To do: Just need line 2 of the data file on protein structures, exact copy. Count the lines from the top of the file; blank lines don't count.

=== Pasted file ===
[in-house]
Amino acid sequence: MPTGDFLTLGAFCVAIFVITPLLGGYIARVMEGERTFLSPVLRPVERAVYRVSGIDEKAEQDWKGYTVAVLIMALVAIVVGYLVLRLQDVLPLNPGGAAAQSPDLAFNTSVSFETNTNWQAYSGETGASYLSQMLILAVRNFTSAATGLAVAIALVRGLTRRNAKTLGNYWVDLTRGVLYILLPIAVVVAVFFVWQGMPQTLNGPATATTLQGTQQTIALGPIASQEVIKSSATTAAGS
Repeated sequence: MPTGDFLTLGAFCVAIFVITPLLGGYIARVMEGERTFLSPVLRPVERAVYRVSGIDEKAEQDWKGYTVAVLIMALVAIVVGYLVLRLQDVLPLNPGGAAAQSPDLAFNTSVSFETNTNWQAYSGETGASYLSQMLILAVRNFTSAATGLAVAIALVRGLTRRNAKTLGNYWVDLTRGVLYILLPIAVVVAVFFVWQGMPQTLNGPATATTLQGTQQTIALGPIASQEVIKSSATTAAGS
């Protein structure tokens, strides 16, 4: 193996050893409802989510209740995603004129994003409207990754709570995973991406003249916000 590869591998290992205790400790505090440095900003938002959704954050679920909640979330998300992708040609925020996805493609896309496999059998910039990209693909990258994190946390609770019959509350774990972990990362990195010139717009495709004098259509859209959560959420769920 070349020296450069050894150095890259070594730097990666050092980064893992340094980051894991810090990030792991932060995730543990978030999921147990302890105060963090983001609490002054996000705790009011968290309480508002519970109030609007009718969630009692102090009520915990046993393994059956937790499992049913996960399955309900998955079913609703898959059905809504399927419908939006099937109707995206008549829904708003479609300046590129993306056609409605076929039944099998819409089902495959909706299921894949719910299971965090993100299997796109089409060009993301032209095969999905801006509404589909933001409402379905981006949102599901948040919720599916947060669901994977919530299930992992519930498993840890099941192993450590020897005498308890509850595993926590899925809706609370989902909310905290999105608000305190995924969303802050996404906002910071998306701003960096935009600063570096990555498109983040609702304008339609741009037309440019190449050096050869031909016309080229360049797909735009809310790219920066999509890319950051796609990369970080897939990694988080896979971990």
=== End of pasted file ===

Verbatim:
Amino acid sequence: MPTGDFLTLGAFCVAIFVITPLLGGYIARVMEGERTFLSPVLRPVERAVYRVSGIDEKAEQDWKGYTVAVLIMALVAIVVGYLVLRLQDVLPLNPGGAAAQSPDLAFNTSVSFETNTNWQAYSGETGASYLSQMLILAVRNFTSAATGLAVAIALVRGLTRRNAKTLGNYWVDLTRGVLYILLPIAVVVAVFFVWQGMPQTLNGPATATTLQGTQQTIALGPIASQEVIKSSATTAAGS